Columns of Will Ball
The writer has often been led to wonder
at the number of men and women who came to Logansport from Corydon, the first
state capitol of Indiana; coming here directly from that town or by way of Ft.
Wayne. Three weeks ago, we were in
Corydon, having gone there with the Society of Indiana Pioneers on their fall
pilgrimage. The citizens of Corydon had
arranged a tour of a few of the old houses for the benefit of our two
busloads. The first place to which we
were escorted was a very well preserved brick house known as Cedar Glade. It is occupied by a family named McGrain,
descendents of a man by the same name who procured title from the builder Jacob
Kintner, who had erected the place.
The name Kintner aroused our interest,
for in the late 1820’s and later, there were two men, James and Frederick
Kintner, saddlers, who had a place of business in Logansport on Commercial Row,
which, way back then, was the name given to the south side of Market Street
between Walnut and Bridge Streets or 2nd and 3rd as we
know the streets today.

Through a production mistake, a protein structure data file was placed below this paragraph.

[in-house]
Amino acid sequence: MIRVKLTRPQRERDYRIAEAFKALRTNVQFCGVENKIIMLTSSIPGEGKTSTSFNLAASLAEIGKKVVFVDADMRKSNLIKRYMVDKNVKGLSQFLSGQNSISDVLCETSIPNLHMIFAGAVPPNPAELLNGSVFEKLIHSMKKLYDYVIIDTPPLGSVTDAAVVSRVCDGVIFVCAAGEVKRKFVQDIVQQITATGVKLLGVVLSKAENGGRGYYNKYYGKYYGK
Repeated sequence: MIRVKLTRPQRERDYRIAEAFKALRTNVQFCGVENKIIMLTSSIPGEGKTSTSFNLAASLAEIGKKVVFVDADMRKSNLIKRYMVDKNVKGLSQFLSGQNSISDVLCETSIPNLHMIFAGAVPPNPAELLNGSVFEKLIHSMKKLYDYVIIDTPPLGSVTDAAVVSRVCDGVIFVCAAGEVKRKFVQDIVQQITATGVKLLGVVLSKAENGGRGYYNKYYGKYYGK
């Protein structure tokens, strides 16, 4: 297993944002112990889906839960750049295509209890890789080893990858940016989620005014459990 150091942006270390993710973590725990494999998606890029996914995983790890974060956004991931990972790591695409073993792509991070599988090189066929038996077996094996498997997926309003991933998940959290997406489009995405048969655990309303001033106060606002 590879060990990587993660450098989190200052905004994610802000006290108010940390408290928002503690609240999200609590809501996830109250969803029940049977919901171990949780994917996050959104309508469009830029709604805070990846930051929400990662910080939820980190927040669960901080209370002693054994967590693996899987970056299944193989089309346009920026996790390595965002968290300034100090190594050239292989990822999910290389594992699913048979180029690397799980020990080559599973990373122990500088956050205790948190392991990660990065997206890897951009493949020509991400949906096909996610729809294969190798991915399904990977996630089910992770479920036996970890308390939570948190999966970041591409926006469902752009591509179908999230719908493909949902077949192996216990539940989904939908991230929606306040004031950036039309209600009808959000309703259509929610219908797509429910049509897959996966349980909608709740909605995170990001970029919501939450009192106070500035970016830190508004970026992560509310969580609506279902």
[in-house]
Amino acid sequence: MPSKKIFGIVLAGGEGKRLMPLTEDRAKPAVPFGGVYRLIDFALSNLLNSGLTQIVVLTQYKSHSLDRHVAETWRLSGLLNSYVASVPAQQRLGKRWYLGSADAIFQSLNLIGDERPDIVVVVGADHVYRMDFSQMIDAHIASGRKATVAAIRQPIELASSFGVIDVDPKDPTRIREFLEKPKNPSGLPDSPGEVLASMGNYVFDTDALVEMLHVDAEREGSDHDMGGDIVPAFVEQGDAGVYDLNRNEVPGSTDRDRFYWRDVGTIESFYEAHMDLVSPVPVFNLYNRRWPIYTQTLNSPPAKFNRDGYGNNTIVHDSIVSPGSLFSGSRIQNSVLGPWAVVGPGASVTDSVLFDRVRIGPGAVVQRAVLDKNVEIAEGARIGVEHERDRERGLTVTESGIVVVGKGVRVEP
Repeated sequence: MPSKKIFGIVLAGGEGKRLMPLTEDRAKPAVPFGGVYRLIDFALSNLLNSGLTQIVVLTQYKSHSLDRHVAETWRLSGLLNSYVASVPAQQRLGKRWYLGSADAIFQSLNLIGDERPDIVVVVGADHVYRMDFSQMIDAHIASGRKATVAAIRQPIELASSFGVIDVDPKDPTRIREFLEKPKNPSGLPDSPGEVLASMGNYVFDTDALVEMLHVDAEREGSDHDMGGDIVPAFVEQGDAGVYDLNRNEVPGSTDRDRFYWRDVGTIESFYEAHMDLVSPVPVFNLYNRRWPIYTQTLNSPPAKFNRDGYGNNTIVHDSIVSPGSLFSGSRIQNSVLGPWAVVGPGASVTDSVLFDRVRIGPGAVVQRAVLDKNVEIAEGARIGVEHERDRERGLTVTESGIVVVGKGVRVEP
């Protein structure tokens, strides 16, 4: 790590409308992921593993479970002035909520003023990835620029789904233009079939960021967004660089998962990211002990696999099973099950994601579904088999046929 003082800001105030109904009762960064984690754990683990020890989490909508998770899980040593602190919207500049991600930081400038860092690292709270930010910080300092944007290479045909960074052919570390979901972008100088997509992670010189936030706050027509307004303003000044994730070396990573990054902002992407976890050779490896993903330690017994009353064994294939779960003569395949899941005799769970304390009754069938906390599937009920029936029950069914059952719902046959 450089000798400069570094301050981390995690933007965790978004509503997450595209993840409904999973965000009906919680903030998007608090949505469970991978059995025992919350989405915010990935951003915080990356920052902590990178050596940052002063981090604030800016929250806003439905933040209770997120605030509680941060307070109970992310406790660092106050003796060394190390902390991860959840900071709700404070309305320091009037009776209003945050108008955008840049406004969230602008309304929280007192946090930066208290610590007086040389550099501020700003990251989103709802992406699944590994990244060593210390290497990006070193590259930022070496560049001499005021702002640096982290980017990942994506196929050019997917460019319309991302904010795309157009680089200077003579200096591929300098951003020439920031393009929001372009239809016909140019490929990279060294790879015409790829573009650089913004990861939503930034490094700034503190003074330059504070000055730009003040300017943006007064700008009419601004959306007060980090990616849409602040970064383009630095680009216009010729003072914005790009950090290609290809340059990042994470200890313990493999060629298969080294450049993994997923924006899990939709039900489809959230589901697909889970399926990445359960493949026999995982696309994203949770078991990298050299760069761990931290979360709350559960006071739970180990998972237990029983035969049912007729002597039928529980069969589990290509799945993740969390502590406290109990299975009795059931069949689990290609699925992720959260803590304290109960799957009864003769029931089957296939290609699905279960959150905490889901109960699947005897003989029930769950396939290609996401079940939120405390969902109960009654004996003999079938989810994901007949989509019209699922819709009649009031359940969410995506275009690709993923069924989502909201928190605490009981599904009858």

The two local saddlers came from Corydon
in 1828 by way of Ft. Wayne and Wabash County, having lived in both places for
a short time.
A letter from J.B. Slaughter, another
Corydon man, brother-in-law of John Tipton, while he was a senator, mentions
Jacob Kintner, Jr., saying that Kintner intended to move to Logansport. We have
seen nothing to show if Jacob, Jr., actually came here.
Jacob Kintner, Sr., traded his fine home
in Corydon, its furnishings complete, and 1,000 acres of land, for some
Louisville property. Much of the
original furnishings are still in that old home and it is really wonderful.
James Kintner, the saddler, married
Elizabeth Heth in Logansport on May 29, 1832.
She was probably a sister of Harvey Heth for whom the west side street
Logansport Press, October 28, November
25, December 2, December 30, 1951
Transcribed by Christine Spencer, April,
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